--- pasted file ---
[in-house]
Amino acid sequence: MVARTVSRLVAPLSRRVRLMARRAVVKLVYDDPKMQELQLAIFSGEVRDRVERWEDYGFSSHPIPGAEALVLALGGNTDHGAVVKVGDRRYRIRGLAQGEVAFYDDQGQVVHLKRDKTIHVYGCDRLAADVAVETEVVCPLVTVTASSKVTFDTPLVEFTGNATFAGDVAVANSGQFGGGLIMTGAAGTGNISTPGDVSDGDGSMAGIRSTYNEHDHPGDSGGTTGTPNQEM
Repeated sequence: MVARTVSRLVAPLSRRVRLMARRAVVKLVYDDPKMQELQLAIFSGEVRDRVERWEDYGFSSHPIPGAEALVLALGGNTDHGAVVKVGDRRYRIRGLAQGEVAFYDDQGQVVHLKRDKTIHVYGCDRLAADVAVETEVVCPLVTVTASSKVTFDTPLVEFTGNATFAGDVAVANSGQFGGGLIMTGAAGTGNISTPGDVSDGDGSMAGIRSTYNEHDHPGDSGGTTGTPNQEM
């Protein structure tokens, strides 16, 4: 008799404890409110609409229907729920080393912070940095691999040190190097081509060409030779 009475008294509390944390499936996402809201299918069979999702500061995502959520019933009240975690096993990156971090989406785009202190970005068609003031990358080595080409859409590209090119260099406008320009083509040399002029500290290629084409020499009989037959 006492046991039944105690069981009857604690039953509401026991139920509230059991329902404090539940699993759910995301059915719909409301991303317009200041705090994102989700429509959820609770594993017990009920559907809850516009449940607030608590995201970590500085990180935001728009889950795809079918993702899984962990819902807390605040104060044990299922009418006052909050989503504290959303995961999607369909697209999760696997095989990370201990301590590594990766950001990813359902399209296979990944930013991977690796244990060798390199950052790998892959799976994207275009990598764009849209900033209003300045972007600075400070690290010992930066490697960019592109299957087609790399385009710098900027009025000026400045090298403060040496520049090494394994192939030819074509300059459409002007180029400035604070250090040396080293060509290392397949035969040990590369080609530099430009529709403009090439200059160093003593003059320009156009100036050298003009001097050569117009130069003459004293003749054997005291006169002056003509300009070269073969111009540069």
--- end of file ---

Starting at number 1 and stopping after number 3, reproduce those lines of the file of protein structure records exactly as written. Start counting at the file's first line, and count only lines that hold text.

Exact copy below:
[in-house]
Amino acid sequence: MVARTVSRLVAPLSRRVRLMARRAVVKLVYDDPKMQELQLAIFSGEVRDRVERWEDYGFSSHPIPGAEALVLALGGNTDHGAVVKVGDRRYRIRGLAQGEVAFYDDQGQVVHLKRDKTIHVYGCDRLAADVAVETEVVCPLVTVTASSKVTFDTPLVEFTGNATFAGDVAVANSGQFGGGLIMTGAAGTGNISTPGDVSDGDGSMAGIRSTYNEHDHPGDSGGTTGTPNQEM
Repeated sequence: MVARTVSRLVAPLSRRVRLMARRAVVKLVYDDPKMQELQLAIFSGEVRDRVERWEDYGFSSHPIPGAEALVLALGGNTDHGAVVKVGDRRYRIRGLAQGEVAFYDDQGQVVHLKRDKTIHVYGCDRLAADVAVETEVVCPLVTVTASSKVTFDTPLVEFTGNATFAGDVAVANSGQFGGGLIMTGAAGTGNISTPGDVSDGDGSMAGIRSTYNEHDHPGDSGGTTGTPNQEM